Uncle Eddy's E-mails -- February 19
Saint Barbatus of Benevento, Confessor and Bishop (entered heaven on February 29th, 682)
That’s not the only way of looking at it. In fact, that’s a childish way
of looking at it. I mean, just think about it for a minute: “There are all kinds of
tragedies in the world, suffering and injustice. Therefore, God doesn’t
exist.” Does that really make sense? Hardly.
It shouldn’t surprise you that God permits suffering – after all, look what he let happen to his own Son. In fact, through his Son’s suffering he won our salvation. So what you need to help your friend see is that God permits suffering, but he does so FOR A REASON. Usually it’s because he really has something important to say to us, and he can’t get our attention in any other way. That’s exactly what happened with today’s saint.
He was raised in an ideal Catholic
family in the south of Italy, near Naples. He loved Christ, and as soon as he was old enough,
he began his studies for the priesthood (a pretty informal process in those days) and was soon after
ordained. He was noted for his remarkable piety and exemplary virtue. He also had a
particular gift for preaching, so his first assignment was to take a parish in the town of Morcona,
which had a reputation for especially obstinate vice.
He preached as well as he could, and responded to the people’s alternating indifference and opposition with humility and perseverance, but to no avail. In fact, the little progress he made through his charitable response to their violent insolence incited the vicious citizens to slander him. This forced his retirement from the parish, and he returned to Benevento, where he was received gladly by those who esteemed his virtue and believed in his innocence.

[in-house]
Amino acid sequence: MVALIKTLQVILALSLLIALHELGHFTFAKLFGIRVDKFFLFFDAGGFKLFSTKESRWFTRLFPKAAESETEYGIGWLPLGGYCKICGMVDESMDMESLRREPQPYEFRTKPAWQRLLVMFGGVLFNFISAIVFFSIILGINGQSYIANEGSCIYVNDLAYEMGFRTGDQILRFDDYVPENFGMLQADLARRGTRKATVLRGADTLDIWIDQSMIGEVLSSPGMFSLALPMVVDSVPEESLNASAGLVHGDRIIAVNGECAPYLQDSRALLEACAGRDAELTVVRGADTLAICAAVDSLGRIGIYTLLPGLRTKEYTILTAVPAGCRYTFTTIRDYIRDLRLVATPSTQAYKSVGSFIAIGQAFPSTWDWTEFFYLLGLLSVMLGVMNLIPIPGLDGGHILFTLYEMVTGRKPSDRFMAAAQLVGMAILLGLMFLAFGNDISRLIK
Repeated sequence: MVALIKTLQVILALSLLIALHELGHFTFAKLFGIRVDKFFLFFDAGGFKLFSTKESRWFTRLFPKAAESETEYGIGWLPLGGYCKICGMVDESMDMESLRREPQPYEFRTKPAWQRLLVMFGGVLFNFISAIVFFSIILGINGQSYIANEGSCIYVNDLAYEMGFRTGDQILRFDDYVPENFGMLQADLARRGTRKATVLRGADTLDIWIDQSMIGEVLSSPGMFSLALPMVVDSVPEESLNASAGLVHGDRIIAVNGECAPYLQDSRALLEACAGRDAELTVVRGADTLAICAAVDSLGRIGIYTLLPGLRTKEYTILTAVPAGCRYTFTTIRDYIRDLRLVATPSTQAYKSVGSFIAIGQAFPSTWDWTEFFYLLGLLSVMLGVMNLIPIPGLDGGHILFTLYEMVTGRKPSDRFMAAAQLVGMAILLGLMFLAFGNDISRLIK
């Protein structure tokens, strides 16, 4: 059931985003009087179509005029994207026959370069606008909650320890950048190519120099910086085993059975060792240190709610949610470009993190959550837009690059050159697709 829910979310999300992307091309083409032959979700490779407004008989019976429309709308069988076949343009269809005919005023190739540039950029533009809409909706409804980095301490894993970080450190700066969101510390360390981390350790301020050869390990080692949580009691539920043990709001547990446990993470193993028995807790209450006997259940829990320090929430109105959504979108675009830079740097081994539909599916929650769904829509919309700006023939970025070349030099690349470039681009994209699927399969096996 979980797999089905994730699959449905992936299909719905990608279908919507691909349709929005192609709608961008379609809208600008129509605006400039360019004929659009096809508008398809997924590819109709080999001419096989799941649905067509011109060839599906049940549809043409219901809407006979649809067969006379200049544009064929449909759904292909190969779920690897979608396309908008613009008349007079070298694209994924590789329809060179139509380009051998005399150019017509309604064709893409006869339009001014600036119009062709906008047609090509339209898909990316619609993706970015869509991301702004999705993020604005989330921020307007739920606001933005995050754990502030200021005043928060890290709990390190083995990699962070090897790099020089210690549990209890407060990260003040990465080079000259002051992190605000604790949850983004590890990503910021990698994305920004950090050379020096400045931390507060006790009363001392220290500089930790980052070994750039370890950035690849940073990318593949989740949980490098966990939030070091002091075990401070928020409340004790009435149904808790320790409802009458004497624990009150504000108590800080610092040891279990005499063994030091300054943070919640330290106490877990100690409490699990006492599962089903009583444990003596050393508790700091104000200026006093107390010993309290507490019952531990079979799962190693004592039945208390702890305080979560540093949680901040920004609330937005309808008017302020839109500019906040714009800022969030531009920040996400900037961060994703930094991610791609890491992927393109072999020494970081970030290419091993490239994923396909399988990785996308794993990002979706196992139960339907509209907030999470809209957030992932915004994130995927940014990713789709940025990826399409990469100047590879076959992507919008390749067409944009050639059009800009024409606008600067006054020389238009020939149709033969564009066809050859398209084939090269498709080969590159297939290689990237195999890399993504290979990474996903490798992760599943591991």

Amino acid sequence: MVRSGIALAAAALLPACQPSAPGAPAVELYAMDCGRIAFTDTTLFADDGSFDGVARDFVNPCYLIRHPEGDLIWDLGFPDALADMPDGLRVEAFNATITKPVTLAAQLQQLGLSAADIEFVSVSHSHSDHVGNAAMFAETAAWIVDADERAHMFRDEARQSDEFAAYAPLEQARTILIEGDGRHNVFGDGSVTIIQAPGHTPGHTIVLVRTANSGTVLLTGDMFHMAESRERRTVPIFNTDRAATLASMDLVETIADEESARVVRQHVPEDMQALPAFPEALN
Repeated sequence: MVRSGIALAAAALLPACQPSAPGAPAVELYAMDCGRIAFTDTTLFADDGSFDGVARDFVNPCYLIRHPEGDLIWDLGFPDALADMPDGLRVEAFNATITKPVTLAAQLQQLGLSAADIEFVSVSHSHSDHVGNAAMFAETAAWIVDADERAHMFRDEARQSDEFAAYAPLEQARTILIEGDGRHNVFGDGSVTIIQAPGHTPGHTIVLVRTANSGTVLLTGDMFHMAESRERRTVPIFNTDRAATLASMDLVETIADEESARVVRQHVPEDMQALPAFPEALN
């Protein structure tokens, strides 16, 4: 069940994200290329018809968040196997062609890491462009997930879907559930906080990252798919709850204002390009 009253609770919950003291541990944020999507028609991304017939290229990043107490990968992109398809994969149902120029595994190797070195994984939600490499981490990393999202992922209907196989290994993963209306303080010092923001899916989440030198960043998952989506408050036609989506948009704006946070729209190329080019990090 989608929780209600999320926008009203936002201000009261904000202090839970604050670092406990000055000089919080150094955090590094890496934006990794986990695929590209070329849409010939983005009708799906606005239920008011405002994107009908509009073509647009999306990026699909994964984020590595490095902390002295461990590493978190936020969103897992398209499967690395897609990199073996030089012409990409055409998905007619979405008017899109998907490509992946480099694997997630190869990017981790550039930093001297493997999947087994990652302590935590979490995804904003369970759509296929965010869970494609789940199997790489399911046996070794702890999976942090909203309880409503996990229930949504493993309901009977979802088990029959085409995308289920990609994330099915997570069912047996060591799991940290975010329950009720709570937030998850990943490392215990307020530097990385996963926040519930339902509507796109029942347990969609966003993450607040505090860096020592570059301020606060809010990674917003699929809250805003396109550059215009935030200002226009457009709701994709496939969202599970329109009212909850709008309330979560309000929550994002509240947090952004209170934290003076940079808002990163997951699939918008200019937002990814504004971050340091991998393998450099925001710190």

But his preaching there didn’t do much
better. The town, though Christian in name, persisted in its deeply rooted superstitious
practices of venerating a golden serpent and celebrating rituals linked to animal skins hung from a
sacred tree. Nothing the saintly preacher said or did could dislodge this idolatry. Only
when the Emperor Constans landed in Italy and laid siege to Benevento, spawning famine, sickness and
strife, did the people start to listen to the remonstrations of their holy shepherd. Finally
the Word of God triumphed, and St Barbatus himself chopped down the tree and transformed the golden
viper into a chalice, thus freeing the people from their false gods.
Let’s face it, the human heart in its fallen state is a hard heart, and it resists grace. Sometimes only the reminder that this earth is not our final home – as painful as that reminder may be – can soften it enough to welcome the fruitful seed of God’s liberating love.
Your sympathetic uncle, Eddy
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